Paul Janssen, musicologist 2011

With boombox works like The Body of your Dreams, Jesus Is Coming or Heartbreakers, he also convincingly gave meaning to his own exploration. He did not feel at home with the sectarian inaccessibility of Post War modern music, but he was not comfortable with the clichés of rock and pop music either. Everywhere, he felt like an outsider—an observer who wanted to combine the best of all worlds and who, at the same time, was both full of compassion for and astonished about the essence of mankind. He is increasingly admired for uniting these elements in attractive music. JacobTV is a rock musician in a classical disguise. After the premiere by Ethel of Take a Wild Guess for string quartet and boombox at the Tribeca New Music Festival in New York, the Wall Street Journal wrote: "JacobTV"s new work makes many a hip hop artist look sedate."

Profiling JacobTV

JacobTV might be the best composer you’ve never heard of. Let me explain. Start with his 1999 piece “Heartbreakers,” which takes recordings of American daytime television talk shows like Jerry Springer, Ricki Lake, and Oprah, and sets them within the context of a Jazz ensemble. Ter Veldhuis uses the technique, pioneered by Steve Reich in pieces like “Different Trains,” of playing fragments of speech and doubling the melodic patterns with the instruments. Musically, the result is a sort of post-minimalist jazz jam-fest, complete with improvised solos and speech clips sliced and diced and repeated until the meanings of the words are subsumed by the musical content.

The bulk of the source material for the piece is crack addicted prostitutes being confronted by their mothers on Jerry Springer, and ter Veldhuis treats their plight with a fascinating combination of humor and sympathy, and that’s where the comparison with Steve Reich becomes moot.


The beauty of Reich is how cold and analytical so much of his music is–that he can say so much with so much reserve. “Different Trains,” which addresses the shipping of Jewish children off to concentration camps, is profound in its subject matter and almost classical in its musicality. Ter Veldhuis acknowledges his debt to Reich’s techniques, and once even wrote Reich a letter acknowledging the debt, to which Reich replied that the basic technique may be the same but what ter Veldhuis does with it is quite different. “Heartbreakers” is passionate music, sometimes angry, sometimes surprisingly beautiful, sometimes pathetic in the best sense of the word. These women and their mothers, and the American culture which produced them, are treated with a tongue in cheek mockery, especially in the first movement, but then we see the other side of the situation–they are real people in bad situations who are really suffering. Perhaps the best example is the line “It’s always been fighting. . . She took my kids from me. . .she said that I was irresponstable”–that’s not a typographical error, she really said “irresponstable” and it’s funny, but the piano underneath reminds us that this woman lost her kids.

The correct pronunciation of “Jacob ter Veldhuis” is something like Yakob ter Feldhouse–the last name means “from the field house”–but for obvious reasons ter Veldhuis is now promoting himself in the United States as “JacobTV.” The name is especially appropriate given his apparent obsession with American media and popular culture; in addition to the talk show piece he has written pieces using audio recordings of an infomercial for an exercise gadget, televangelists, Billie Holiday, Marilyn Monroe, both Gulf Wars, and life-sentence prisoners, to name just a few examples. Asked about the reason for his interest in American culture, he explains that he grew up during the post-war period which was “a very grey time” in Europe and that most of the “color” from his youth was imported from America. Furthermore, with English becoming the de-facto international language, and with most of the Dutch population learning English from a young age, using English simply allows for a wider audience to understand his work. Among the American influences was rock and roll. He describes the first time he heard Bob Dylan as a profound revelation of the power of the combination of words and music, and cites bands like Little Feat as additional influences. Yet while he loved and played rock and roll, he also studied as a classical composer at the Groningen Conservatoire, and it took him decades to finally figure out how to fuse his two loves together. “Heartbreakers” is one of the results of this combination, as is “Grab It,” originally composed in 1999 for tenor saxophone and tape. “Grab It” uses samples of life-sentence prisoners, and has appeared in a variety of arrangements, including one for electric guitar.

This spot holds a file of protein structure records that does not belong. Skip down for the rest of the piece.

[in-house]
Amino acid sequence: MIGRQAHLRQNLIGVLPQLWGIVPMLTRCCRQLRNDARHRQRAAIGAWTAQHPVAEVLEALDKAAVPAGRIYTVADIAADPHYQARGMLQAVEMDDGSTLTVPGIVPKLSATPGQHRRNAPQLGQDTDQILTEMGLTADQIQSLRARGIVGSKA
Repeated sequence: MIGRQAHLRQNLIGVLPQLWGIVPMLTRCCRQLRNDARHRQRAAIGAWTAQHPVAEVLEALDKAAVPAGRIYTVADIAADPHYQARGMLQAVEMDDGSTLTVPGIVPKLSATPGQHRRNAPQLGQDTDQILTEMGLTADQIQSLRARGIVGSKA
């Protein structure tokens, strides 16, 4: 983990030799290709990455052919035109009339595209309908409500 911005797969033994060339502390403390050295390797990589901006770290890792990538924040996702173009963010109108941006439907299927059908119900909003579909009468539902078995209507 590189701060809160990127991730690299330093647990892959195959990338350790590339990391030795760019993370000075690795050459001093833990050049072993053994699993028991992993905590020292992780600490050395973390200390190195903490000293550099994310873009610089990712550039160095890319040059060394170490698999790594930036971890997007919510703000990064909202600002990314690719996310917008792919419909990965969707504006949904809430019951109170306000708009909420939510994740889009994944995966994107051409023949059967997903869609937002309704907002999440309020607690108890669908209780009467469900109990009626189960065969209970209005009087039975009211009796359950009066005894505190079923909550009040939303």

Stylistically, Jacob ter Veldhuis is hard to pin down. His classical side is a lush combination of post minimalism and romanticism. While he was working on integrating rock, jazz, and pop culture into his music from one side, he was turning away from high modernism on the other. He feels that composers of the 20th century went overboard with dissonance and atonality, and with excessive seriousness, so he has taken up a tonal language that lies somewhere between John Adams, Arvo Pä rt, and perhaps Jean Sibelius. But it’s not even quite right to describe this as a “side.” He weaves all of his influences together, and while the Jazz influence may poke through a bit more in pieces with saxophones, or the Classical influence is more pronounced in an orchestral context, all of the pieces seem organically related on some level. Pieces like “Rainbow Concerto” or “Paradiso” are perhaps better described as residing in a somewhat more classical region of his style.

The “Rainbow Concerto” was the first ter Veldhuis piece I heard, and from the opening solo notes of the featured cello it is simply breathtakingly beautiful.